Going Public

After a long and successful career as a news anchor, Leslie Wilcox moves to become the head of public television. The ‘first lady’ of island TV vows to make it ‘the people’s channel’

Susan Sunderland
Wednesday - July 18, 2007
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Wilcox, in red, with (from left) husband Jeff Brown, daughter Kai and family members Maile Oliveira, Alex Oliveira, Sydney Cazimero, Liza Cazimero and Ben Cazimero
Wilcox, in red, with (from left) husband Jeff Brown, daughter Kai and family members Maile Oliveira, Alex Oliveira, Sydney Cazimero, Liza Cazimero and Ben Cazimero

kinds of coverage we need in order to have an informed citizenry and good democracy.”

She adds,“Some issues in Hawaii are cross-generational and very compelling, like sustainability. People are tired of clutter and exaggeration. They want discussion of local culture and current issues.

“We need to address the widening gap between haves and have-nots, talk about how to develop a work force from our educational system, and why it’s so hard to afford a home here. You can’t do it in eight-second sound bites.

“This is the public’s television station, and we want to have a dialogue with viewers. We intend to do so while being locally focused, having high standards in editorial and production values, and dedicated to the concept of pono (doing right),“she states, noting outcomes from a team strategic planning session.


The PBS Hawaii ohana has 30 full-time employees, 20 part-timers who are primarily UH students, and a core of dedicated volunteers. The 42-year-old private, nonprofit organization operates on a $6 million annual budget, more than a third of which comes from viewer support. There is no state funding.

PBS Hawaii is owned by the people of Hawaii through the Hawaii Public Television Foundation governed by a volunteer board of directors. It has satellite feeds on major Islands and reaches 98 percent of Hawaii’s households.

Wilcox comments that while that’s impressive penetration, she would like to see a growing general audience for public television.

“I want to grow the audience 5 percent for five rating periods,“she says.“That’s an ambitious goal, but I think we can do it.”

Let it never be said that Wilcox backs down from a challenge and ambitious goals - even while there might be negative or naïve perceptions of public television.

“Some people think we’re high-brow and not cool,“she says.“We might do a campaign on how not-cool we are. It’s fine to be not-cool.You don’t have to be mainstream to be interesting and a worthwhile part of the community.

“Our role is to respect people.We respect them by maintaining high standards and lifelong learning. Lifelong learning doesn’t have to be dull.”

PBS also has not taken a back-seat to progress. Wilcox reminds us that PBS has always been at the fore-front of technology. By September 2008, PBS nationally intends to be in high-definition mode.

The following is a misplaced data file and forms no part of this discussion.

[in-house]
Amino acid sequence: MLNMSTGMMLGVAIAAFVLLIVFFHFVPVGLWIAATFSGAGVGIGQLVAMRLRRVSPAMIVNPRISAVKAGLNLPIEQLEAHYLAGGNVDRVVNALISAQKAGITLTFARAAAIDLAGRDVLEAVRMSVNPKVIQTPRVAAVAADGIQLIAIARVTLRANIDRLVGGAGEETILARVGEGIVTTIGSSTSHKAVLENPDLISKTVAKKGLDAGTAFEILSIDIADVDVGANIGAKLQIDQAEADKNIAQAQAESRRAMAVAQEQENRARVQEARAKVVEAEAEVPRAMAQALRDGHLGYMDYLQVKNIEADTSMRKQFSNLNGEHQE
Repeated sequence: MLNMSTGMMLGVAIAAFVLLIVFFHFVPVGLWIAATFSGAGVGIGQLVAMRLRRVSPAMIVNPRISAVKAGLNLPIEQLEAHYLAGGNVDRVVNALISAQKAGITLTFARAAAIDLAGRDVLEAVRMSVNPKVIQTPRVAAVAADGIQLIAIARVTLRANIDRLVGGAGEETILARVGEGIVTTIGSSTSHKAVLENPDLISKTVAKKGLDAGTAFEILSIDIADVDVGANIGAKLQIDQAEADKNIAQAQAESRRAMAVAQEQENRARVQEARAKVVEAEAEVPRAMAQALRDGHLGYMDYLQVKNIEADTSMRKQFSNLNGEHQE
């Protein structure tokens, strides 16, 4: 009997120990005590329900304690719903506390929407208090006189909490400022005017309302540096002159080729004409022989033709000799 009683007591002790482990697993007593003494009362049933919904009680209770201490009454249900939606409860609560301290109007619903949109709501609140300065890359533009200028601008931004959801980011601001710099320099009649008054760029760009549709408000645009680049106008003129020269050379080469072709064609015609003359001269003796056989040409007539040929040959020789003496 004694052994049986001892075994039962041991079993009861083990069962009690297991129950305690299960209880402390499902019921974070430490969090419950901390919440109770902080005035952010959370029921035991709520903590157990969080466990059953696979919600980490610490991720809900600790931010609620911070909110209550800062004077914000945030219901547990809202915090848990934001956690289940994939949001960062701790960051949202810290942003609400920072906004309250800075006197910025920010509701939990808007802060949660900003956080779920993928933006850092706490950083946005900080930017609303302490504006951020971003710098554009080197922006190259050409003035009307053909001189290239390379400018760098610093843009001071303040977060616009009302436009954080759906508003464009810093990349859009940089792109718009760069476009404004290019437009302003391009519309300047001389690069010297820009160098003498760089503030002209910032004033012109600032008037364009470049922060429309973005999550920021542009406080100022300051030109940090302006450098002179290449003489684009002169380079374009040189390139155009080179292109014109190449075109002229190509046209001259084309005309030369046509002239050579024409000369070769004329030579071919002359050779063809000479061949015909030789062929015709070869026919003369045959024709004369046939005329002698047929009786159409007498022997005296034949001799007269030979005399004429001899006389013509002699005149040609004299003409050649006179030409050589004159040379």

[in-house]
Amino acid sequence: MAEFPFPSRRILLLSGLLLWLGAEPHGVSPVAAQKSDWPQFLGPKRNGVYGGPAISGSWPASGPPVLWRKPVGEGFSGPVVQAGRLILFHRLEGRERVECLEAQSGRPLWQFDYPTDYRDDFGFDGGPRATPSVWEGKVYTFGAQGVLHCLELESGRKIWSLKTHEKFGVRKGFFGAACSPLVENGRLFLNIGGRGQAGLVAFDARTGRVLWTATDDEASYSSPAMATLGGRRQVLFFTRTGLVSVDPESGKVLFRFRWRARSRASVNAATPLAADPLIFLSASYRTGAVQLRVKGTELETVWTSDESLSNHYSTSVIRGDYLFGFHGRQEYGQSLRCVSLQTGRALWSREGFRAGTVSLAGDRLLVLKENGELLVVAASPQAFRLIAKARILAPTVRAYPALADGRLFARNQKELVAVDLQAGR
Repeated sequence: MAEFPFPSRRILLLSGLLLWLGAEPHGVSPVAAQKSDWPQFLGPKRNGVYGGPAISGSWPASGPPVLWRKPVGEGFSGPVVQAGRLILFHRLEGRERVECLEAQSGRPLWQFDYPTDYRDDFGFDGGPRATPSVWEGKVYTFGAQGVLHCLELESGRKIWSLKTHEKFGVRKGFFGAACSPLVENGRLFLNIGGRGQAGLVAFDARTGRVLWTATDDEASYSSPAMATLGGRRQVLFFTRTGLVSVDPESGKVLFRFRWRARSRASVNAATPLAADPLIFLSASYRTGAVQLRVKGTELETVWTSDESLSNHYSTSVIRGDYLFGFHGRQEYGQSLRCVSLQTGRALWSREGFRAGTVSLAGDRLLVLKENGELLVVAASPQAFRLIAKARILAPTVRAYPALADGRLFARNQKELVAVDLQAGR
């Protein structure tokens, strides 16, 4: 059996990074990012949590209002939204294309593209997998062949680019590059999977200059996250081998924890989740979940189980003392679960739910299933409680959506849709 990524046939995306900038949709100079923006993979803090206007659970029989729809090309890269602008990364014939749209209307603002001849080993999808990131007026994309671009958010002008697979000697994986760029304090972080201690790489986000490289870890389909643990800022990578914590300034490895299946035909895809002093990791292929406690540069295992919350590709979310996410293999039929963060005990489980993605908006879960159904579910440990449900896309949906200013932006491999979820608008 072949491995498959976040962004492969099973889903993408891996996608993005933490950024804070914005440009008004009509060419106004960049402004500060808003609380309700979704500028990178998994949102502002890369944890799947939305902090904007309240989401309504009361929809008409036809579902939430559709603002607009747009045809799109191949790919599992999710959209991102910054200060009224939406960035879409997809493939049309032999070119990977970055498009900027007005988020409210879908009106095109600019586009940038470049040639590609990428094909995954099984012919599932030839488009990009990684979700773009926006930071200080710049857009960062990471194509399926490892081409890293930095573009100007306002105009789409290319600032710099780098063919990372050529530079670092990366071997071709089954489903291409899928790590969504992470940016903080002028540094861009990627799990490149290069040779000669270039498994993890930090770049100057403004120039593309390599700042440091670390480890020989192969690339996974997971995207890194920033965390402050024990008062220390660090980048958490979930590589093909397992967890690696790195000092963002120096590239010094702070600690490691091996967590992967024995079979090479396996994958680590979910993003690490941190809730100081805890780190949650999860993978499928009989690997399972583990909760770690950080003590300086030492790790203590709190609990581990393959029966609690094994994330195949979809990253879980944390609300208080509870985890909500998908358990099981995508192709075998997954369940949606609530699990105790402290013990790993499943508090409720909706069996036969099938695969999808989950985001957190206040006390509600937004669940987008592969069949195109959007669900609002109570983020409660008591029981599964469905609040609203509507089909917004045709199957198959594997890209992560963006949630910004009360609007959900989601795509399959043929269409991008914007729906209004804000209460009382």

Currently, PBS Hawaii broadcasts seven days a week, with more than 200,000 households tuning in each week.

PBS viewers are said to be among the best-educated and wealthiest audiences. Corporate underwriters recognize PBS as a channel for reaching decision makers in the community.

You can also target those brilliant kids watching Sesame Street each morning and those avaricious collectors tuned in to Antiques Roadshow on Monday night. Local prime time shows are Na Mele (Monday), Leahey & Leahey (Wednesday), Island Insights with Dan Boylan (Thursday) and PBN Friday with Howard Dicus. Wilcox will host a Tuesday evening interview format show called Long Story Short starting in October.

If discussions with UH are successful, there’s hope for a PBS Hawaii partnership with the Academy for Creative Media. Plans envision an expanded building at the current PBS site that would house TV production, filmmaking and video game design enterprises.


“It would be a great creative venue and outlet to show the students’ work,” Wilcox says.

Dreams are born of great ideas and collaboration, Wilcox believes. She has seen from co-founding the Lokahi giving project how much people are willing to help and give of themselves for a common goal.

That’s why the transition to her new job has not been difficult. “It feels like home,“Wilcox says of her new role at PBS Hawaii.

She is surrounded by staff and friends who are excited to be on the adventure with her.

Sportscaster Jim Leahey says, “One of the good things that happened to PBS Hawaii is Leslie Wilcox. When she came here, she said, ‘We’ve got to make PBS Hawaii the voice of the people.’”

The other half of the Leahey & Leahey team, son Kanoa Leahey, adds,“PBS is the purest form of TV. It serves the true values that inspire and motivate those who chose this industry as a career. We serve and are supported by the viewers. That’s healthy, inspiring, and I feel privileged to be a part of it. We serve something greater than the bottom line.”

It’s not hard to be insightful and eloquent when dealing with a gracious communicator like Leslie Wilcox. But we like the simple way Mayor Mufi Hannemann describes her: “That’s one classy wahine.”

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